Journalists at War

In the past, we looked to war correspondents like George Orwell, Ernie Pyle, and Stephen Crane to make sense of our wars, and they did so with a commitment to literary quality and dramatic detail. The financial pressures on today's media and an adherence to the myth of objectivity don't always allow for this kind of clarity in journalism, but luckily we can still find it in the theater. Rafael Lima's El Salvador, based on his experiences as a war reporter in El Salvador in the early 1980's, effectively chronicles the struggle of six war correspondents over the course of one day in a hotel outside the village of El Paraiso (the Paradise). During the Salvadorian Army's reclamation of the village, which one correspondent calls an ongoing game of musical-chair occupations, a 10-year-old boy is shot and killed, possibly with an American-funded weapon. The reporters, faced with decisions about what footage to use, and where to find similarly compelling images of death, begin asking familiar questions about the value and integrity of their jobs.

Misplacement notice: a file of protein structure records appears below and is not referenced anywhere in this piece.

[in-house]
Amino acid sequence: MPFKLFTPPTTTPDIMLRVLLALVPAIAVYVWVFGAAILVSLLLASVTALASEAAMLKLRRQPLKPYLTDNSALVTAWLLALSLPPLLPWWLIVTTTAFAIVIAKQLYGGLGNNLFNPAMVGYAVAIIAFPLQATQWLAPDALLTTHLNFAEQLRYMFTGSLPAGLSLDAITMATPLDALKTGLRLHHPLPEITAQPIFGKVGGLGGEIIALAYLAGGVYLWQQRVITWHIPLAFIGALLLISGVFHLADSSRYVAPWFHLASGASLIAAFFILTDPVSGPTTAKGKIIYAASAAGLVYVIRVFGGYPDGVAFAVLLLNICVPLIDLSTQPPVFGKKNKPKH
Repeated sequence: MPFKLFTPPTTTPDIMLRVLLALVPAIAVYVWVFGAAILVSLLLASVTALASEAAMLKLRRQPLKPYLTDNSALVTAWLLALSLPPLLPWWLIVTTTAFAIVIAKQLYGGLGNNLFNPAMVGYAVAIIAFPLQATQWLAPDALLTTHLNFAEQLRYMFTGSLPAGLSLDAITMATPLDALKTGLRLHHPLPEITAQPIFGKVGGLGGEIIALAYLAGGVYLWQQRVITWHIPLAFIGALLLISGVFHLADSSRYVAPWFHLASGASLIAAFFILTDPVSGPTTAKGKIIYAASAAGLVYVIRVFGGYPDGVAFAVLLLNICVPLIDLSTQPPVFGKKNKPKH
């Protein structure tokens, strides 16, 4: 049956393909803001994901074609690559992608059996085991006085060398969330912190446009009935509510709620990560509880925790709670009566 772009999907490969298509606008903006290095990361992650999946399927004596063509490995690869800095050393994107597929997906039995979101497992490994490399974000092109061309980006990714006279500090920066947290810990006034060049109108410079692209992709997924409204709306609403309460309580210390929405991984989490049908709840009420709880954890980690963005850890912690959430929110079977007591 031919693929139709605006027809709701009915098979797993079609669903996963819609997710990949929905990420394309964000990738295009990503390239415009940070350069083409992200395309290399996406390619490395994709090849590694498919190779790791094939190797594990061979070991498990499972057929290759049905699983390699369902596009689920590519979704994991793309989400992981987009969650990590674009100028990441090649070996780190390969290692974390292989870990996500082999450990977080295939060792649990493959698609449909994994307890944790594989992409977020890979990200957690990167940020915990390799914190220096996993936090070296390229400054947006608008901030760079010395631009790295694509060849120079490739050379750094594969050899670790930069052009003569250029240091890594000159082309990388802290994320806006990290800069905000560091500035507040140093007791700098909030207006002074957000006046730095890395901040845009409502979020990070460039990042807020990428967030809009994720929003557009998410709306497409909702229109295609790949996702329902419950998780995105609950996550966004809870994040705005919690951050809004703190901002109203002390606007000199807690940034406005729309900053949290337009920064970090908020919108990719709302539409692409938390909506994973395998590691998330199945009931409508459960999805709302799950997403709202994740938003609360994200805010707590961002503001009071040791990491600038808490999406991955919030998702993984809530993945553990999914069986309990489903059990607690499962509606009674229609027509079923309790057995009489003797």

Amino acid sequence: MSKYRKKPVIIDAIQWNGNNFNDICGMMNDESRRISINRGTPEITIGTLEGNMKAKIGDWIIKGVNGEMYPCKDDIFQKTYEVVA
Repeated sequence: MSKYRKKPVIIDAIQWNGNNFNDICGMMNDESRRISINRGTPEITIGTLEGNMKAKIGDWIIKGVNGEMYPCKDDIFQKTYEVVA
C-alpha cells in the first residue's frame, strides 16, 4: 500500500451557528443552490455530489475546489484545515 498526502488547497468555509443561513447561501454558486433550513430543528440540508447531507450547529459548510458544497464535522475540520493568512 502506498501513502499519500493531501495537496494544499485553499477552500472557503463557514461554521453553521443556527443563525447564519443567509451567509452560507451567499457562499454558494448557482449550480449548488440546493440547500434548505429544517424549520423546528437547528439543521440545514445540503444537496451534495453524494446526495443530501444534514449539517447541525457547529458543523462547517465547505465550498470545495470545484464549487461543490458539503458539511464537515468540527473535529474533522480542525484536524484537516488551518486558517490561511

Historically accurate but not tied to the facts, the play succeeds in making the sometimes difficult transition from history to drama. In between the social context and the critique of the media, Lima provides an essential human quality through his all-too-human characters. As the journalists' insecurities unravel and fill the hot, claustrophobic hotel room with tension, it becomes clear that the play is primarily driven by their conflicting world views. All antiheroes, the four men assuage their emptiness with detachment, addictions, and occasionally some refreshing verbal assaults.

Shane Covey's unsympathetic photographer, Pinder, is seemingly the play's backbone

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